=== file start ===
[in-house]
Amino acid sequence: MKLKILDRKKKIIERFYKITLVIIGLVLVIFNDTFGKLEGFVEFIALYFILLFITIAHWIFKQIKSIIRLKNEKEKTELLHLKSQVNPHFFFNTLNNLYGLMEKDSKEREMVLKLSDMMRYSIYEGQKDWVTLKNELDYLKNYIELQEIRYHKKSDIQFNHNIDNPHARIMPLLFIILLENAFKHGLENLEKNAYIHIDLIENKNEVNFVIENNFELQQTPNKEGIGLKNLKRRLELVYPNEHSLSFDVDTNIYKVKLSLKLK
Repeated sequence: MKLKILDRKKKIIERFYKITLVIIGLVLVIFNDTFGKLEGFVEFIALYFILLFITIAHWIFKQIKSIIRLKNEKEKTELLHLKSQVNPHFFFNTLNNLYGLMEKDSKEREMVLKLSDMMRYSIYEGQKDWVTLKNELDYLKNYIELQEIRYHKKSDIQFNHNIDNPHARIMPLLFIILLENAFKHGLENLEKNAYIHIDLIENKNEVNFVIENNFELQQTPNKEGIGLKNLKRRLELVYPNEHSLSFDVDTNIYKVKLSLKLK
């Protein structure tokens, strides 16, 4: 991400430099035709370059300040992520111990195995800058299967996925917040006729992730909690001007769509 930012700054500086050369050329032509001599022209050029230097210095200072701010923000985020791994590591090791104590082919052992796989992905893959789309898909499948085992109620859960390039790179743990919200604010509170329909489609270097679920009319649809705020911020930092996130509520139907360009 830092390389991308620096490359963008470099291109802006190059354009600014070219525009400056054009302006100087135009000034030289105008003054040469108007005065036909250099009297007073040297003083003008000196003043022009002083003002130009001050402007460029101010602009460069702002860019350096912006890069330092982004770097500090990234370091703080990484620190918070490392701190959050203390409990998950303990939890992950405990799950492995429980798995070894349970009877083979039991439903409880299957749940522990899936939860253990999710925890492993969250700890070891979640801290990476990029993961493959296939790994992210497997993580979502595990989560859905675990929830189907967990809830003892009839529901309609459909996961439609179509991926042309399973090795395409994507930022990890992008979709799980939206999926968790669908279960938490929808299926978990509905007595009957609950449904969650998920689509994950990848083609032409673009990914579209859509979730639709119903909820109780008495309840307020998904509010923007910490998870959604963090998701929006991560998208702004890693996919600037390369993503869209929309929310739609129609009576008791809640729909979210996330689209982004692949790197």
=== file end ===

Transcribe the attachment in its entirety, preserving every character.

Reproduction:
[in-house]
Amino acid sequence: MKLKILDRKKKIIERFYKITLVIIGLVLVIFNDTFGKLEGFVEFIALYFILLFITIAHWIFKQIKSIIRLKNEKEKTELLHLKSQVNPHFFFNTLNNLYGLMEKDSKEREMVLKLSDMMRYSIYEGQKDWVTLKNELDYLKNYIELQEIRYHKKSDIQFNHNIDNPHARIMPLLFIILLENAFKHGLENLEKNAYIHIDLIENKNEVNFVIENNFELQQTPNKEGIGLKNLKRRLELVYPNEHSLSFDVDTNIYKVKLSLKLK
Repeated sequence: MKLKILDRKKKIIERFYKITLVIIGLVLVIFNDTFGKLEGFVEFIALYFILLFITIAHWIFKQIKSIIRLKNEKEKTELLHLKSQVNPHFFFNTLNNLYGLMEKDSKEREMVLKLSDMMRYSIYEGQKDWVTLKNELDYLKNYIELQEIRYHKKSDIQFNHNIDNPHARIMPLLFIILLENAFKHGLENLEKNAYIHIDLIENKNEVNFVIENNFELQQTPNKEGIGLKNLKRRLELVYPNEHSLSFDVDTNIYKVKLSLKLK
């Protein structure tokens, strides 16, 4: 991400430099035709370059300040992520111990195995800058299967996925917040006729992730909690001007769509 930012700054500086050369050329032509001599022209050029230097210095200072701010923000985020791994590591090791104590082919052992796989992905893959789309898909499948085992109620859960390039790179743990919200604010509170329909489609270097679920009319649809705020911020930092996130509520139907360009 830092390389991308620096490359963008470099291109802006190059354009600014070219525009400056054009302006100087135009000034030289105008003054040469108007005065036909250099009297007073040297003083003008000196003043022009002083003002130009001050402007460029101010602009460069702002860019350096912006890069330092982004770097500090990234370091703080990484620190918070490392701190959050203390409990998950303990939890992950405990799950492995429980798995070894349970009877083979039991439903409880299957749940522990899936939860253990999710925890492993969250700890070891979640801290990476990029993961493959296939790994992210497997993580979502595990989560859905675990929830189907967990809830003892009839529901309609459909996961439609179509991926042309399973090795395409994507930022990890992008979709799980939206999926968790669908279960938490929808299926978990509905007595009957609950449904969650998920689509994950990848083609032409673009990914579209859509979730639709119903909820109780008495309840307020998904509010923007910490998870959604963090998701929006991560998208702004890693996919600037390369993503869209929309929310739609129609009576008791809640729909979210996330689209982004692949790197």